Top 10 Robot Uprising Movies

VOICE OVER: Matthew Wende
Written by Nick Roffey

Science fiction movies have painted a rather grim portrait of our future, with robots and machines gaining intelligence and attacking us! WatchMojo presents the Top 10 Robot Uprising Movies! But what will take the top spot on our list? Will it be 2001: A Space Odyssey, The Matrix, or The Terminator? Watch to find out!

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Big thanks to David Weinhold for suggesting this idea, and to see how WatchMojo users voted, check out the suggest page here: http://www.WatchMojo.comsuggest/Top+10+Robot+Uprising+Movies
Robots could one day be our downfall, but if it plays out like these movies it’ll be one helluva show. Welcome to, and today we’re counting down our picks for the top 10 robot uprising movies.

For this list, we’re looking at films where robots rebel against humans. Because there aren’t a lot of movies that directly involve mass robot revolts, we’re also including lone rebels, artificial intelligence, and synthetic humanoids. Also, since we’ll be delving into key plot points, a spoiler alert is in order.

#10: “I, Robot” (2004)

In this science-fiction action movie about artificial intelligence, robots, and Will Smith’s love affair with Converse sneakers, a supercomputer dubbed VIKI seeks to enslave our species to protect us from ourselves. To this end, she wriggles her way through a loophole in the Three Laws of Robots intended to prevent robots from harming humans, and unleashes hordes of glowing, mannequin-like minions. Despite being inspired by Isaac Asimov’s robot fiction, the movie was more or less a straightforward blockbuster. But hey, there were some great special effects and action sequences for the time – plus, a mess-load of robots.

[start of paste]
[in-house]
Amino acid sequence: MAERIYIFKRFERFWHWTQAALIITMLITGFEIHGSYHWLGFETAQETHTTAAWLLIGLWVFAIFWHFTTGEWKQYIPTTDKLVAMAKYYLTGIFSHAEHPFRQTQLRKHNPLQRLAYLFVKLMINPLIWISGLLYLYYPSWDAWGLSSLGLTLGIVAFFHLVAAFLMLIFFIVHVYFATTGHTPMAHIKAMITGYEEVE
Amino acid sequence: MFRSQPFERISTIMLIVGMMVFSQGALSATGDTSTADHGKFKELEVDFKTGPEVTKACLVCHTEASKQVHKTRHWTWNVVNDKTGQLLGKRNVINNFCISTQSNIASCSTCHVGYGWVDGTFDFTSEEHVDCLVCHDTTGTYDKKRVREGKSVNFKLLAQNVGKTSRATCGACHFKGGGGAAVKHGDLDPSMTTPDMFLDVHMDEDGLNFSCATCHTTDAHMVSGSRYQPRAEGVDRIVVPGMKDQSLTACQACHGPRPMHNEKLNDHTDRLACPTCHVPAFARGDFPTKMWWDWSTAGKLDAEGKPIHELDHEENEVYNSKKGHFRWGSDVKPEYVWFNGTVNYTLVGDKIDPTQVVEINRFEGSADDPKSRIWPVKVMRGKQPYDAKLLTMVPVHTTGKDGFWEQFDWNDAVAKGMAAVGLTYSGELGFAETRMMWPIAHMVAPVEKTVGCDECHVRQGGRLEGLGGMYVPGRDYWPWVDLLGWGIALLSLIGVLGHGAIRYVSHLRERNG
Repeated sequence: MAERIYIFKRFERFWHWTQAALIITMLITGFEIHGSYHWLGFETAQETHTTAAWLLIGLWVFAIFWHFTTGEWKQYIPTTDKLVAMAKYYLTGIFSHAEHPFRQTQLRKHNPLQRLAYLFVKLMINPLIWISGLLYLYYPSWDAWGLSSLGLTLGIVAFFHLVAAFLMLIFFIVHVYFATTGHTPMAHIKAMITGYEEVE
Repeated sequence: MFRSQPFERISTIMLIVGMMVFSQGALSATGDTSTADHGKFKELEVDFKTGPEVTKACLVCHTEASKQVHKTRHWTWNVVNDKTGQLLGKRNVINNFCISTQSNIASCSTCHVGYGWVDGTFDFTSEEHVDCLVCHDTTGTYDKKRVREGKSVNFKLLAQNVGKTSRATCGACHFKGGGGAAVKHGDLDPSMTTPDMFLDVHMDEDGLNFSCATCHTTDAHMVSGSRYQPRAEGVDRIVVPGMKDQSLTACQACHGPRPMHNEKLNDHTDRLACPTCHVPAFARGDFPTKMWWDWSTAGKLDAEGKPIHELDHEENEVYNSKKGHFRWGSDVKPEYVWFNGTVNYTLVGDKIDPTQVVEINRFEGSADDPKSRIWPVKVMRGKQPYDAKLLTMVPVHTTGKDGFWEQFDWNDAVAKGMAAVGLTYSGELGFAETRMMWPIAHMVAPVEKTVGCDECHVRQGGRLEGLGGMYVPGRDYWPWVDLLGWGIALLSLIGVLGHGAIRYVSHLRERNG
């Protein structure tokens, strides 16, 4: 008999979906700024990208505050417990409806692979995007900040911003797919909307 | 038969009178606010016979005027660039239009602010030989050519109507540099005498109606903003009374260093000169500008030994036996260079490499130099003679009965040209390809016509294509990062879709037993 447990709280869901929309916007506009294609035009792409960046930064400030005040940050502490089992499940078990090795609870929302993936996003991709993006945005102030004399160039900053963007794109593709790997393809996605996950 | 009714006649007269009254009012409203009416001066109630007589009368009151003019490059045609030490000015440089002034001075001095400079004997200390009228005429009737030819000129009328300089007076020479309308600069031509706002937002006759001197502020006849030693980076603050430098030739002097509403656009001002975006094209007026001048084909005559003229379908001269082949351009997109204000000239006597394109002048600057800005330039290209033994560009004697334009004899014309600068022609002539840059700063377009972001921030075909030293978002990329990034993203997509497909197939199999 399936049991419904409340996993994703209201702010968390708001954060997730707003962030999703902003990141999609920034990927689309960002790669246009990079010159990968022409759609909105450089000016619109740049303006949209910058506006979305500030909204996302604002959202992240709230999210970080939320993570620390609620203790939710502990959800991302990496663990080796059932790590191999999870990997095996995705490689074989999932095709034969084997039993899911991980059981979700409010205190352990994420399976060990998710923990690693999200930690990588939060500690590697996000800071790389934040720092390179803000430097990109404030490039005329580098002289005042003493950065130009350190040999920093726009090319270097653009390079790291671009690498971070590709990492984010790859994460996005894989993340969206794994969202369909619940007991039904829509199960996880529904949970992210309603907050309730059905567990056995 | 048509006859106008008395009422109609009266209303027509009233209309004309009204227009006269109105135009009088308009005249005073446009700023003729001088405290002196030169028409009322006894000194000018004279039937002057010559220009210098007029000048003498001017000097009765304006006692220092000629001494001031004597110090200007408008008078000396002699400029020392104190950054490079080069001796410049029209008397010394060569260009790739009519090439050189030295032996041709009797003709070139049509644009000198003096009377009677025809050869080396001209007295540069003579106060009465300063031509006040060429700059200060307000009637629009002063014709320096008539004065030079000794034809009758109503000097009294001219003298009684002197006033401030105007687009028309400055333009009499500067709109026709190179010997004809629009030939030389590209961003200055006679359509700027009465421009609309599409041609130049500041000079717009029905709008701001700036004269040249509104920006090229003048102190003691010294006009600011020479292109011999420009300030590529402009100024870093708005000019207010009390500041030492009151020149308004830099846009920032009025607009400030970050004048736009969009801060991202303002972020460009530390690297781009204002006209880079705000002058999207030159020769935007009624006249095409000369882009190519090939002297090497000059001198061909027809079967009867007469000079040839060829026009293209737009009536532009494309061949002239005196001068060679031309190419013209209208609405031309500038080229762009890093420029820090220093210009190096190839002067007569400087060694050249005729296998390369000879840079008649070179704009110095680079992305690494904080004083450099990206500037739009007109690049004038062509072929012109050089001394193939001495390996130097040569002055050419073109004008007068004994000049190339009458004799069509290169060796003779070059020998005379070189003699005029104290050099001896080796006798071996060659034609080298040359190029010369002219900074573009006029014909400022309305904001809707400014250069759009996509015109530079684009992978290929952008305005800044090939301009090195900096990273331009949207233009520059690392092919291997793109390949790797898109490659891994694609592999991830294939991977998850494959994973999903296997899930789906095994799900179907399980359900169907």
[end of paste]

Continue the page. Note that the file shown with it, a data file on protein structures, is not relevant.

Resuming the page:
#9: “9” (2009)

Based on a short film of the same name, the movie “9” showed us that the only beings to survive the robot revolution will be tiny sack people with cute little steampunk goggles and big zippers. The story takes place after the extinction of mankind, but through flashbacks and exposition we see how a dictator’s intelligent Fabrication Machine created war machines that exterminated the people on earth. “9” was director Shane Acker’s first feature, and the story was on the simple side, but an outlandish premise, splendid visuals, and solid voice acting made it stand out.

#8: “WALL-E” (2008)

In Pixar’s “WALL-E,” humans are their own worst enemies, having turned the Earth into a toxic garbage dump. But it’s the robotic autopilot of the starliner transporting human survivors through space that serves as the movie’s principal antagonist. When AUTO mutinies against orders to return home, it takes the combined efforts of humans and robots to defeat him. Pixar’s environmental fable about consumerism, waste, and manmade catastrophe had a powerful message, and charming protagonists in WALL-E and EVE - a feat that’s particularly impressive given the fact that neither could say much more than their names.

#7: “Westworld” (1973)

Based on Michael Crichton’s novel of the same name, “Westworld” is about a theme park where the attractions turn on the guests. On paper, the resort – which is populated by lifelike androids – sounds like a good idea: delight the senses in a decadent Roman world, rescue a damsel in distress in Medieval World, or duel a gunslinger in the eponymous Westworld. But guess what? Something goes horribly wrong. The situation is made worse when the park’s supervisors shut off the power, allowing the raptors . . . err, sorry, we mean robots . . . to run completely amok. It was a visionary look at the future, and it lives on in HBO’s TV series of the same name.

#6: “Avengers: Age of Ultron” (2015)